Eight Republicans, including four incumbents, and two Democrats have so far pulled petitions to seek election to Hillsboro City Council, and the city treasurer’s office is being pursued by a Republican and a Democrat, with the incumbent treasurer apparently deciding not to seek re-election.
As of noon Monday, incumbent Republicans who have pulled petitions for re-election include at-large candidates Justin Harsha, West Walnut Street, Ann Morris, West Main Street, and Tracy Aranyos, East Main Street, who was previously elected from Ward 3. Aranyos first joined council as a Democrat, but is now a registered Republican.
Also seeking re-election is Republican Claudia Klein, John Street, from Ward 2. Democrat Jason Burns, Vaughn Avenue, has also pulled petitions for Ward 2.
Republican Adam Wilkin, East Main Street, has pulled petitions to seek the Ward 1 council seat currently held by his wife, Rebecca, who is apparently not seeking re-election.
Republican Kay Barrera, East Walnut Street, has pulled petitions for council Ward 3.
Two Republicans have pulled petitions for the Ward 4 council spot, Joe Mahan and Jason Grove, both of South Elm Street. If both file their petitions, it would set up the only contested partisan race in the primary election in May, based on known candidates so far. Also circulating petitions for Ward 4 is Democrat Mary Stanforth, Vine Street.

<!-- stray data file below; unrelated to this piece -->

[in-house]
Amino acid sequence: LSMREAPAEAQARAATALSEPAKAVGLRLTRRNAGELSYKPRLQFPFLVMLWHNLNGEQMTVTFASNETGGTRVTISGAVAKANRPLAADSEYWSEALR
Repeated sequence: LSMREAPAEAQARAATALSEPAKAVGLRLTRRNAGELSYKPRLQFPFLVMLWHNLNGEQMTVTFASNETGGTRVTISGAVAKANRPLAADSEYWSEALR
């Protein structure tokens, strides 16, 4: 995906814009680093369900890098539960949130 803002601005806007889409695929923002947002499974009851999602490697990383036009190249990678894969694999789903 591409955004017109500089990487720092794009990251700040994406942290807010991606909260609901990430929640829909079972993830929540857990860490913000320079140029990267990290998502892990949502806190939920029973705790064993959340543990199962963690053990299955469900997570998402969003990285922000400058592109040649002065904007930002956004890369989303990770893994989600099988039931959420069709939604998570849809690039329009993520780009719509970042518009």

With incumbent treasurer Bob Storer apparently not seeking re-election, two newcomers have pulled petitions for that race, including Republican Amy Robinson, Meadow Lane, and Democrat Patricia Burns, West Collins Avenue. Robinson is the daughter of council member Ann Morris. Patricia Burns is not related to Jason Burns.
Republican Lee Koogler, council president, announced earlier that he had pulled petitions for re-election. So far, there are no other known candidates for president of council.
In addition to Rebecca Wilkin, council incumbents apparently not seeking re-election are Republican Dick Donley, who holds an at-large position, and Democrat Bill Alexander, who represents Ward 4.
Candidates who are known to have pulled petitions did so in person at the Highland County Board of Elections, but candidates can also download petitions and forms from the Ohio Secretary of State’s website, so it is possible there are additional candidates who are not yet on file with the local election board. The filing deadline for Republicans and Democrats is Feb. 1. Non-affiliated candidates have until May 1 to file.
Partisan candidates for council president, city treasurer and council-at-large need to turn in petitions with 50 valid signatures of registered voters in the city. Ward candidates need 25 valid signatures from their respective wards.
Earlier, Steve Witham, election board administrator, said that if there were no contested partisan races it would not be necessary to hold a primary election. But not only would the Republican contest for the Ward 4 council seat change that on the GOP side, a primary will be held anyway due to the decision by the Paint Valley Alcohol, Drug Addiction & Mental Health Services (ADAMH) Board to again place a property tax levy on the ballot in May. A similar levy went down to defeat in November.
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